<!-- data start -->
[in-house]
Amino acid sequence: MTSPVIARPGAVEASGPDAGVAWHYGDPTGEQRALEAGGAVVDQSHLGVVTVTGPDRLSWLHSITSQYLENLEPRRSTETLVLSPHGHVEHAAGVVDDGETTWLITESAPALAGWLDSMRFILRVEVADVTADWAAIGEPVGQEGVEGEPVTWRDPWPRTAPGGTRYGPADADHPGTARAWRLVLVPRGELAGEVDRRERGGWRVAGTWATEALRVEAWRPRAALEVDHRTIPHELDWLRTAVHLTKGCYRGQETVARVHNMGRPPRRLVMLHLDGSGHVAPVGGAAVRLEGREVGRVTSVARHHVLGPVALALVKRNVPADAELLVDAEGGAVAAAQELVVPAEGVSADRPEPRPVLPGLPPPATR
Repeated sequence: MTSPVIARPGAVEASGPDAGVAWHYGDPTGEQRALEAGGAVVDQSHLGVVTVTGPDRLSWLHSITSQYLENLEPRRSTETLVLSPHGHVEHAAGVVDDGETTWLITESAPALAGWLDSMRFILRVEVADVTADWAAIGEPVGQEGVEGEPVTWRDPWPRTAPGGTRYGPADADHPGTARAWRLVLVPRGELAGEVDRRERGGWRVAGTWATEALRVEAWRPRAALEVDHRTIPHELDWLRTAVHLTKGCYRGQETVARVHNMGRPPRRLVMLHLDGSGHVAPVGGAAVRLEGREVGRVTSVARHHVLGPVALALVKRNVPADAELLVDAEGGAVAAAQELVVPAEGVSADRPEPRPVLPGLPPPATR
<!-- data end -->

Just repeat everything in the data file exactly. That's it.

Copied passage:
[in-house]
Amino acid sequence: MTSPVIARPGAVEASGPDAGVAWHYGDPTGEQRALEAGGAVVDQSHLGVVTVTGPDRLSWLHSITSQYLENLEPRRSTETLVLSPHGHVEHAAGVVDDGETTWLITESAPALAGWLDSMRFILRVEVADVTADWAAIGEPVGQEGVEGEPVTWRDPWPRTAPGGTRYGPADADHPGTARAWRLVLVPRGELAGEVDRRERGGWRVAGTWATEALRVEAWRPRAALEVDHRTIPHELDWLRTAVHLTKGCYRGQETVARVHNMGRPPRRLVMLHLDGSGHVAPVGGAAVRLEGREVGRVTSVARHHVLGPVALALVKRNVPADAELLVDAEGGAVAAAQELVVPAEGVSADRPEPRPVLPGLPPPATR
Repeated sequence: MTSPVIARPGAVEASGPDAGVAWHYGDPTGEQRALEAGGAVVDQSHLGVVTVTGPDRLSWLHSITSQYLENLEPRRSTETLVLSPHGHVEHAAGVVDDGETTWLITESAPALAGWLDSMRFILRVEVADVTADWAAIGEPVGQEGVEGEPVTWRDPWPRTAPGGTRYGPADADHPGTARAWRLVLVPRGELAGEVDRRERGGWRVAGTWATEALRVEAWRPRAALEVDHRTIPHELDWLRTAVHLTKGCYRGQETVARVHNMGRPPRRLVMLHLDGSGHVAPVGGAAVRLEGREVGRVTSVARHHVLGPVALALVKRNVPADAELLVDAEGGAVAAAQELVVPAEGVSADRPEPRPVLPGLPPPATR